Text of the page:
October 15, 2019
2020 Census Overlooks Caregivers
By: Diverse Elders

by Kayla Sawyer. This article originally appeared on the NICOA blog.

The 2020 Census fails to ask two important questions that affect more than 43.5 million Americans. The missing questions address whether a U.S. resident is a caregiver for an adult family member or a disabled child and whether a resident is receiving care from a family member.

Although the 2020 Census does include questions about grandparents caring for their grandchildren (up to age 18) in their homes, there’s no Census Bureau on family caregivingAccording to estimates from the National Alliance for Caregiving, 65.7 million Americans (or 29 percent of the adult U.S. adult population involving 31 percent of all U.S. households) served as family caregivers for an ill or disabled relative.

Most caregivers care for one adult while 15 percent care for two, and 3 percent take care of three or more adults. Many caregivers of older adults are elders themselves, and yet the number of hours they spend caring for others only increases with age. According to the Administration on Aging, the average age of someone caring for a person 65 years or older is 63 years old.

Over 75 percent of caregivers are female, and they spend as much as 50 percent more time providing care than males, according to the Institute on Aging. Women who are family caregivers are 2.5 times more likely than non-caregivers to live in poverty and five times more likely to receive Supplemental Security Income.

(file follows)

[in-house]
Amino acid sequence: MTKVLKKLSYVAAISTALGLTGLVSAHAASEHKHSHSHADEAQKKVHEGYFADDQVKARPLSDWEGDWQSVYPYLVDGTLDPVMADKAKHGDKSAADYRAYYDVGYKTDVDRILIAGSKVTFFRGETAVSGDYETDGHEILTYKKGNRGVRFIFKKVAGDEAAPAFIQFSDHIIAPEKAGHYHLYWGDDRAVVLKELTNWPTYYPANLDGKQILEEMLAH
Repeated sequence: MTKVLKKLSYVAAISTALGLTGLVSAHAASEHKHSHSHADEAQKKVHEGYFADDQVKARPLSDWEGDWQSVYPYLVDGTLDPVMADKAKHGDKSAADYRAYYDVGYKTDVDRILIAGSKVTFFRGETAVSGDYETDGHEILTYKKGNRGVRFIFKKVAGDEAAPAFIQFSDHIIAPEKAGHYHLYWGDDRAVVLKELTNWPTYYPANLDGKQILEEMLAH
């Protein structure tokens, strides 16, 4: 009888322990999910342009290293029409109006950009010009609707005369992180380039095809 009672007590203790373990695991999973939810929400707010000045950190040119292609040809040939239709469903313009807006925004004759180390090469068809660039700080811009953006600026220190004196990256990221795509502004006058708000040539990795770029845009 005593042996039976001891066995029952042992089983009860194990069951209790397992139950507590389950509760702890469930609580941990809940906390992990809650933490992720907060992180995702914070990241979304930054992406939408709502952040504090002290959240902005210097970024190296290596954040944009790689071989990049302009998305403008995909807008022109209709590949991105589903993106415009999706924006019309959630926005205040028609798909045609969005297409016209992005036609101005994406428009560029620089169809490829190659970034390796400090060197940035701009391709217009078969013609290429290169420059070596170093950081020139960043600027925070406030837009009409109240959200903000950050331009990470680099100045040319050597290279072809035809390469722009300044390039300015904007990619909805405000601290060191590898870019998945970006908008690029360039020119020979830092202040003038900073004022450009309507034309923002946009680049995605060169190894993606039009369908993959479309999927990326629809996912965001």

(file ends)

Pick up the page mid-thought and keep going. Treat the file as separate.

The economic value of the services provided by caregivers has increased over the last decade, with an estimated value of $470 billion in 2013, up from $450 billion in 2009, according to the AARP Public Policy Institute.

Failure to include questions about family caregiving deprives the U.S. government of information about the financial impact of family caregiving on the national economy. Without this information, the government can’t properly allocate resources to support family caregivers.

Caregiving questions could tell us how medical, psychological and respite resources could be better dispersed throughout the country to assist family caregivers, or if unpaid family caregivers should receive a tax break. Estimates suggest that the number of caregivers will only continue to rise. Forty-three percent of the U.S. public report that it is very likely they will become a family caregiver in the future.



The opinions expressed in this article are those of the author and do not necessarily reflect those of the Diverse Elders Coalition.